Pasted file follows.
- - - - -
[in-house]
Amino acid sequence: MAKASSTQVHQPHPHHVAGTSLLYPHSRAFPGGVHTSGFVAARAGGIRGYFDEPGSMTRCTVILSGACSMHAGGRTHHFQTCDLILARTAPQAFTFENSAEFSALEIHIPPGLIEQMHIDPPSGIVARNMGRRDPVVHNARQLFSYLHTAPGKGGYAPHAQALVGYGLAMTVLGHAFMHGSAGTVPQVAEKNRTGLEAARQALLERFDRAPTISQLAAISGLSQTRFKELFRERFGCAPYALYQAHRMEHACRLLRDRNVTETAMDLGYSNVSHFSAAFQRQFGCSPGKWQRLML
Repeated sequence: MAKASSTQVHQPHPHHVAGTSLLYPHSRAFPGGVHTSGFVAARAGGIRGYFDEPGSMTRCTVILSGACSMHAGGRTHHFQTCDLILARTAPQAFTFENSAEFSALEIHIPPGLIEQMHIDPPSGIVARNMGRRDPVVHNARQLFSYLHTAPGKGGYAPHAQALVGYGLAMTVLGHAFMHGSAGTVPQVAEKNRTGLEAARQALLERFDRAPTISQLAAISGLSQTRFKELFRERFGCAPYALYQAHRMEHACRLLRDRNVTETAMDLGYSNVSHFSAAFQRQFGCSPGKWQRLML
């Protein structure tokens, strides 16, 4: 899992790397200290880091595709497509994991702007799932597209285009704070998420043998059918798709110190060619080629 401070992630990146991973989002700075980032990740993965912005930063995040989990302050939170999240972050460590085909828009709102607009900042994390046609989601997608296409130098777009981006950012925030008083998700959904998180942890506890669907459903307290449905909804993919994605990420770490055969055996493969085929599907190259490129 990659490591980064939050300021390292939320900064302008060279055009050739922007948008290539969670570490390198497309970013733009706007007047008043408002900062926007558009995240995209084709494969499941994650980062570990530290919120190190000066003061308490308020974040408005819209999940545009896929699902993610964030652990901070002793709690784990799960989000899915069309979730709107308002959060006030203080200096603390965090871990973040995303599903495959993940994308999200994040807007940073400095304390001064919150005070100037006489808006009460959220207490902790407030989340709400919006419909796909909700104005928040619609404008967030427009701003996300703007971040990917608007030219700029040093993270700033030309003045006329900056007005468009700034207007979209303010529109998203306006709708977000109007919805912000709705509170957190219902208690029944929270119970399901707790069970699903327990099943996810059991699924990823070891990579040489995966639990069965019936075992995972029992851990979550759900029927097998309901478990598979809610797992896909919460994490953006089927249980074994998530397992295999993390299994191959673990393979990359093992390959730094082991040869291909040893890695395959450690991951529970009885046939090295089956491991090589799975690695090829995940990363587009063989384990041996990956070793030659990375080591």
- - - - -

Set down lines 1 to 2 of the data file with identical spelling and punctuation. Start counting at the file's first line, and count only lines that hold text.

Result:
[in-house]
Amino acid sequence: MAKASSTQVHQPHPHHVAGTSLLYPHSRAFPGGVHTSGFVAARAGGIRGYFDEPGSMTRCTVILSGACSMHAGGRTHHFQTCDLILARTAPQAFTFENSAEFSALEIHIPPGLIEQMHIDPPSGIVARNMGRRDPVVHNARQLFSYLHTAPGKGGYAPHAQALVGYGLAMTVLGHAFMHGSAGTVPQVAEKNRTGLEAARQALLERFDRAPTISQLAAISGLSQTRFKELFRERFGCAPYALYQAHRMEHACRLLRDRNVTETAMDLGYSNVSHFSAAFQRQFGCSPGKWQRLML